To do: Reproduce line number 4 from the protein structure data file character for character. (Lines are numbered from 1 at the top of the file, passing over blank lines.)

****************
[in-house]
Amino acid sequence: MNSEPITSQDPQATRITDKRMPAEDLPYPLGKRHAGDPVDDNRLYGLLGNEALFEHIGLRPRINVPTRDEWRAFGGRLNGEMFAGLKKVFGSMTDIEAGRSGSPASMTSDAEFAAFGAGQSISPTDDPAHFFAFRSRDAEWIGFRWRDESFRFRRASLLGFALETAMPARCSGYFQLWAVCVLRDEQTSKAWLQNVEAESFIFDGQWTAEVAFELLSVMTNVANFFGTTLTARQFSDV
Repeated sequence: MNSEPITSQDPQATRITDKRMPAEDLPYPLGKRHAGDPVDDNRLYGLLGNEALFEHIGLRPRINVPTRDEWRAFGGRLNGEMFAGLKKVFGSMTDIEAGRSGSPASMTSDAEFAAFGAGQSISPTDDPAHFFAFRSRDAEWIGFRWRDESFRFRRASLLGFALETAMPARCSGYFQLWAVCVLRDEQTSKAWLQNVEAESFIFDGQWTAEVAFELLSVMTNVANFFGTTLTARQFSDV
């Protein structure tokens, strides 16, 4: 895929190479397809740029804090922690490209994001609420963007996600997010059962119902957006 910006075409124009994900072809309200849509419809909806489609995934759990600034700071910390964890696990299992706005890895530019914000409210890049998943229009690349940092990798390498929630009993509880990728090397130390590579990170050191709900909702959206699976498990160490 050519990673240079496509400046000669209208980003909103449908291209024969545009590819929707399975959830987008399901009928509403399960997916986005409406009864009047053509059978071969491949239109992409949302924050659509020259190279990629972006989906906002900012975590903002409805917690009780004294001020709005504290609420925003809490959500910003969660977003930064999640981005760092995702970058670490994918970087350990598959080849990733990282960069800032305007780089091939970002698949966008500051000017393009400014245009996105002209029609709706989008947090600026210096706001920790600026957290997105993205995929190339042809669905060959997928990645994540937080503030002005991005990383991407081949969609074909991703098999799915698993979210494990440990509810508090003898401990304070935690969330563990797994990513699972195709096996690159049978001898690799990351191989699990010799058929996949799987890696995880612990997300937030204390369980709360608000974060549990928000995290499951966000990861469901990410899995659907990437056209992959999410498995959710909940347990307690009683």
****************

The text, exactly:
């Protein structure tokens, strides 16, 4: 895929190479397809740029804090922690490209994001609420963007996600997010059962119902957006 910006075409124009994900072809309200849509419809909806489609995934759990600034700071910390964890696990299992706005890895530019914000409210890049998943229009690349940092990798390498929630009993509880990728090397130390590579990170050191709900909702959206699976498990160490 050519990673240079496509400046000669209208980003909103449908291209024969545009590819929707399975959830987008399901009928509403399960997916986005409406009864009047053509059978071969491949239109992409949302924050659509020259190279990629972006989906906002900012975590903002409805917690009780004294001020709005504290609420925003809490959500910003969660977003930064999640981005760092995702970058670490994918970087350990598959080849990733990282960069800032305007780089091939970002698949966008500051000017393009400014245009996105002209029609709706989008947090600026210096706001920790600026957290997105993205995929190339042809669905060959997928990645994540937080503030002005991005990383991407081949969609074909991703098999799915698993979210494990440990509810508090003898401990304070935690969330563990797994990513699972195709096996690159049978001898690799990351191989699990010799058929996949799987890696995880612990997300937030204390369980709360608000974060549990928000995290499951966000990861469901990410899995659907990437056209992959999410498995959710909940347990307690009683």